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Minerva Orthopedics 2021 October;72(5):520-5

DOI: 10.23736/S2784-8469.20.04075-8

Copyright © 2021 EDIZIONI MINERVA MEDICA

lingua: Inglese

New management and trauma incidence in hand surgery during the phase 1 of COVID-19 pandemic in a referral hand surgery and microsurgery center into the outbreak in North Italy

Andrea LETI ACCIARO 1 , Sara MONTANARI 1, Marco VENTURELLI 1, Giorgio DE SANTIS 2, Marta STARNONI 2, Roberto ADANI 1

1 Department of Hand Surgery and Microsurgery, University Hospital of Modena, Modena, Italy; 2 Department of Plastic Surgery, University Hospital of Modena, Modena, Italy



BACKGROUND: This is a retrospective study of the casuistry occurred at the Hand Surgery and Microsurgery HUB Center of Emilia-Romagna during the months of March and April 2020 in the peak of Phase 1 of COVID-19 pandemic in Italy, comparing the data with the same period in 2019.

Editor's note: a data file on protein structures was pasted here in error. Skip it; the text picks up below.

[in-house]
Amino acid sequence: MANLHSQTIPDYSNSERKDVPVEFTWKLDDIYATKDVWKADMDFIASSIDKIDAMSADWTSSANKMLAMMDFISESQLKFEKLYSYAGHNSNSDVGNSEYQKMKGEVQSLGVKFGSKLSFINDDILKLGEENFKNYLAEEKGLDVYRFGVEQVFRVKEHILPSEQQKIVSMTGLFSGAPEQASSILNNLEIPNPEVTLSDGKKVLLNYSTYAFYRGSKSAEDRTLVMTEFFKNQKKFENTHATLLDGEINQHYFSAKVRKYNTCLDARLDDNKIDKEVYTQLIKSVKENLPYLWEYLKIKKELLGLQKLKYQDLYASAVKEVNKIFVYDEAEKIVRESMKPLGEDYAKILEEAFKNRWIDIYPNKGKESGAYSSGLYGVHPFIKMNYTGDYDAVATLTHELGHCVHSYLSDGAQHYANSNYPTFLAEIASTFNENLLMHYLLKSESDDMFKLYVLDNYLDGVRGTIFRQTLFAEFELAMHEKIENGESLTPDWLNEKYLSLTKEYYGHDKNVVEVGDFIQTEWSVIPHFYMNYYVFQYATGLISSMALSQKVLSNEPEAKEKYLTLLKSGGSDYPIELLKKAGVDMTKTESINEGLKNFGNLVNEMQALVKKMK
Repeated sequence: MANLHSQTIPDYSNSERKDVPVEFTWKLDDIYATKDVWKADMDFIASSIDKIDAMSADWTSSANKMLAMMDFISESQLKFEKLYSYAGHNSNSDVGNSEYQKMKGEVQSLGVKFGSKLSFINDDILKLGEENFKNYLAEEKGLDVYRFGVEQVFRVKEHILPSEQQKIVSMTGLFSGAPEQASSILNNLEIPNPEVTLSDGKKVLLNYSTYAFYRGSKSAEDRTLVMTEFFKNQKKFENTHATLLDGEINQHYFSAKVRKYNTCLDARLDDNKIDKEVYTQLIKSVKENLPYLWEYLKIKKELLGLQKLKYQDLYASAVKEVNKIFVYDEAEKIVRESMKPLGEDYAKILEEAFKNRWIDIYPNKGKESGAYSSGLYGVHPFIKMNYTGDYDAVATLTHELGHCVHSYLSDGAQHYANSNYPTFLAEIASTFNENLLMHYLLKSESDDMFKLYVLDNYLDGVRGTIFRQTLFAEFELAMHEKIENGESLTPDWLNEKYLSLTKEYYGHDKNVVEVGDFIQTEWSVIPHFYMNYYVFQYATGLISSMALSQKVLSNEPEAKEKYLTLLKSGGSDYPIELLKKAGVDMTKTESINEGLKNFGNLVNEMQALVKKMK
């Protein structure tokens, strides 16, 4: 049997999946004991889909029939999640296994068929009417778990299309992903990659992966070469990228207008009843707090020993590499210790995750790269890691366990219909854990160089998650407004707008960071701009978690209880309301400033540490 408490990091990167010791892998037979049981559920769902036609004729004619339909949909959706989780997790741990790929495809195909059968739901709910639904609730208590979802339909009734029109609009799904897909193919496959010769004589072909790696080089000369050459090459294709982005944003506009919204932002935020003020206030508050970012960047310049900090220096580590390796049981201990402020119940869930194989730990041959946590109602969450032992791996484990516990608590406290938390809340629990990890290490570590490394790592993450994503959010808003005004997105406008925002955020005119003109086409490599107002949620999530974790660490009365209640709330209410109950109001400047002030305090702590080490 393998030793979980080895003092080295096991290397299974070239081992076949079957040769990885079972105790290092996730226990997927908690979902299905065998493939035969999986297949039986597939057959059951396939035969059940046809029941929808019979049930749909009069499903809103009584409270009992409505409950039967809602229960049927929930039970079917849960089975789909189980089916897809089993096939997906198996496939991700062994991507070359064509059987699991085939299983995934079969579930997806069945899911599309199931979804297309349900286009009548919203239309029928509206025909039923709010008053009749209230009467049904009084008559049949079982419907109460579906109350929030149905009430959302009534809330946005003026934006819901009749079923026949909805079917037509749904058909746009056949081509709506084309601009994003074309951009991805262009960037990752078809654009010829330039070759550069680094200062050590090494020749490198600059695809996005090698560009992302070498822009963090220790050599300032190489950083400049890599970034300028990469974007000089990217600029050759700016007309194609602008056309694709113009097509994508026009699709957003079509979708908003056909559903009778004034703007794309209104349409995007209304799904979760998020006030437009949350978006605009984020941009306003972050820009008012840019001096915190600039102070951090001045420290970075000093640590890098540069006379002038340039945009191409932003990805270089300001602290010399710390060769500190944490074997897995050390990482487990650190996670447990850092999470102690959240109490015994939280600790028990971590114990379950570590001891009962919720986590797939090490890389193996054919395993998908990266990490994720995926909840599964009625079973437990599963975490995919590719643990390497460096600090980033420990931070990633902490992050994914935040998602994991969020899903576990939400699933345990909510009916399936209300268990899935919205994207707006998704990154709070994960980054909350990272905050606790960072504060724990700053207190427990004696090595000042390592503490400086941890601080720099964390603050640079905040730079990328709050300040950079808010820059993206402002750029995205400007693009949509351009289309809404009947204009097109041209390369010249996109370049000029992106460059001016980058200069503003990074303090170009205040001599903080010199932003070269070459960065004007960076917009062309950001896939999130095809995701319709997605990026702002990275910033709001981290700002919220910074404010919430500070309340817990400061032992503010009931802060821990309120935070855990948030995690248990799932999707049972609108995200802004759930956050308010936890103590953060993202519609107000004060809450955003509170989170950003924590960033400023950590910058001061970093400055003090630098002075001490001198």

METHODS: A more relevant reduction of 92.3% in elective surgery and a significantly less relevant reduction of 37.2% in emergencies was recorded. Replantation did not present reduction while cutting lesions of tendons and saw injuries increased such as the injuries during domestic activities.
RESULTS: The incidence of hand trauma looks not only at the traditional field of artisanal and industrial injuries, but also to the most recorded accidents in daily life activities. The data evidenced the significantly increase of the injuries occurring in the domestic environment. The 72.8% of emergencies was treated in day-service with significantly reduction in hospitalization, costs and infective risks. Telemedicine implementation has experienced to upgrade the relationship in the emergency network.
CONCLUSIONS: Hand injuries remained a major issue also during the lockdown. A functional and skill emergency service and day-service during the phase 1 COVID-19 pandemic played a relevant role in efficacy and efficiency. The utility of telemedicine was greatly limited by liability and risk management issues.


KEY WORDS: COVID-19; Surgical procedures, operative; Emergencies; Coronavirus; Telemedicine

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